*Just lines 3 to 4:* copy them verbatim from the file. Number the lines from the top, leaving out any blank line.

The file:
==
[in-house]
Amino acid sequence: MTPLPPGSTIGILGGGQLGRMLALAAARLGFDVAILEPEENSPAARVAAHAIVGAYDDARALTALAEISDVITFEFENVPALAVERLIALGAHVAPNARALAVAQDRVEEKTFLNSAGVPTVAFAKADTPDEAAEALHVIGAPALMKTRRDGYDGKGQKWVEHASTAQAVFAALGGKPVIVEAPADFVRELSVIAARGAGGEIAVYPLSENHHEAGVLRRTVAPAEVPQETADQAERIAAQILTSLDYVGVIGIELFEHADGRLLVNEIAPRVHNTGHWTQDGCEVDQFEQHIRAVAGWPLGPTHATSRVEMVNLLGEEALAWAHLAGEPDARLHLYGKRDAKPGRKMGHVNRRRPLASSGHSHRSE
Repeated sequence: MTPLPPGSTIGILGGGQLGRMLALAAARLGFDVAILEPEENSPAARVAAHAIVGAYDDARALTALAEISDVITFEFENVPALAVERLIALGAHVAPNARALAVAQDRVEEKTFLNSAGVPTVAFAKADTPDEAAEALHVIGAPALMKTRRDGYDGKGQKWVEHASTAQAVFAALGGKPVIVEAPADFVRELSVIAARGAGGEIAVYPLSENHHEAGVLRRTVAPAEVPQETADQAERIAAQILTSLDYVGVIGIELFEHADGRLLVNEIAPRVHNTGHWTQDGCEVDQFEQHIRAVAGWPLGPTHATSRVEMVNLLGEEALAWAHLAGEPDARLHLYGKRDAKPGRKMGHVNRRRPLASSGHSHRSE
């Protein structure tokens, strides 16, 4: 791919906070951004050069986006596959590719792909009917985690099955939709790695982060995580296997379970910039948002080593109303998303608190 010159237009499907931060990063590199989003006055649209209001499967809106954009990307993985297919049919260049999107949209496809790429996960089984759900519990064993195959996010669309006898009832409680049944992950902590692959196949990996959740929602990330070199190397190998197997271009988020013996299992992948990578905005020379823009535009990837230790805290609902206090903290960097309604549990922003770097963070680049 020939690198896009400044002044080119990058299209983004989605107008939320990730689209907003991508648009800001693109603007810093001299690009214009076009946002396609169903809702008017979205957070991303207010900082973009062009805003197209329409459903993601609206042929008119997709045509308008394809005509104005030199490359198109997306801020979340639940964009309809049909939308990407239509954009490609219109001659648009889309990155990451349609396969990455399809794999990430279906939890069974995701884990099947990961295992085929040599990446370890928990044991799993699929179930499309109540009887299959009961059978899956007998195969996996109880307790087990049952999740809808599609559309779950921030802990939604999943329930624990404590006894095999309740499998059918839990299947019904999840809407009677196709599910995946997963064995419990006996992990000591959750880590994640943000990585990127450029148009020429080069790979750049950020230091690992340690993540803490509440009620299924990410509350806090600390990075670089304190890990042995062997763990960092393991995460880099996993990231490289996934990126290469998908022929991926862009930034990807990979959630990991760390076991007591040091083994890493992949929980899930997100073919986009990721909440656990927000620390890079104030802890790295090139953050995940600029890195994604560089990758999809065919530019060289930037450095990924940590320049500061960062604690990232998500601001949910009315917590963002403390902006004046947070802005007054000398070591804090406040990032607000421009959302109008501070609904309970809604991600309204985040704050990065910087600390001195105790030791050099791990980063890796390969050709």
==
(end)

Repeated sequence: MTPLPPGSTIGILGGGQLGRMLALAAARLGFDVAILEPEENSPAARVAAHAIVGAYDDARALTALAEISDVITFEFENVPALAVERLIALGAHVAPNARALAVAQDRVEEKTFLNSAGVPTVAFAKADTPDEAAEALHVIGAPALMKTRRDGYDGKGQKWVEHASTAQAVFAALGGKPVIVEAPADFVRELSVIAARGAGGEIAVYPLSENHHEAGVLRRTVAPAEVPQETADQAERIAAQILTSLDYVGVIGIELFEHADGRLLVNEIAPRVHNTGHWTQDGCEVDQFEQHIRAVAGWPLGPTHATSRVEMVNLLGEEALAWAHLAGEPDARLHLYGKRDAKPGRKMGHVNRRRPLASSGHSHRSE
């Protein structure tokens, strides 16, 4: 791919906070951004050069986006596959590719792909009917985690099955939709790695982060995580296997379970910039948002080593109303998303608190 010159237009499907931060990063590199989003006055649209209001499967809106954009990307993985297919049919260049999107949209496809790429996960089984759900519990064993195959996010669309006898009832409680049944992950902590692959196949990996959740929602990330070199190397190998197997271009988020013996299992992948990578905005020379823009535009990837230790805290609902206090903290960097309604549990922003770097963070680049 020939690198896009400044002044080119990058299209983004989605107008939320990730689209907003991508648009800001693109603007810093001299690009214009076009946002396609169903809702008017979205957070991303207010900082973009062009805003197209329409459903993601609206042929008119997709045509308008394809005509104005030199490359198109997306801020979340639940964009309809049909939308990407239509954009490609219109001659648009889309990155990451349609396969990455399809794999990430279906939890069974995701884990099947990961295992085929040599990446370890928990044991799993699929179930499309109540009887299959009961059978899956007998195969996996109880307790087990049952999740809808599609559309779950921030802990939604999943329930624990404590006894095999309740499998059918839990299947019904999840809407009677196709599910995946997963064995419990006996992990000591959750880590994640943000990585990127450029148009020429080069790979750049950020230091690992340690993540803490509440009620299924990410509350806090600390990075670089304190890990042995062997763990960092393991995460880099996993990231490289996934990126290469998908022929991926862009930034990807990979959630990991760390076991007591040091083994890493992949929980899930997100073919986009990721909440656990927000620390890079104030802890790295090139953050995940600029890195994604560089990758999809065919530019060289930037450095990924940590320049500061960062604690990232998500601001949910009315917590963002403390902006004046947070802005007054000398070591804090406040990032607000421009959302109008501070609904309970809604991600309204985040704050990065910087600390001195105790030791050099791990980063890796390969050709």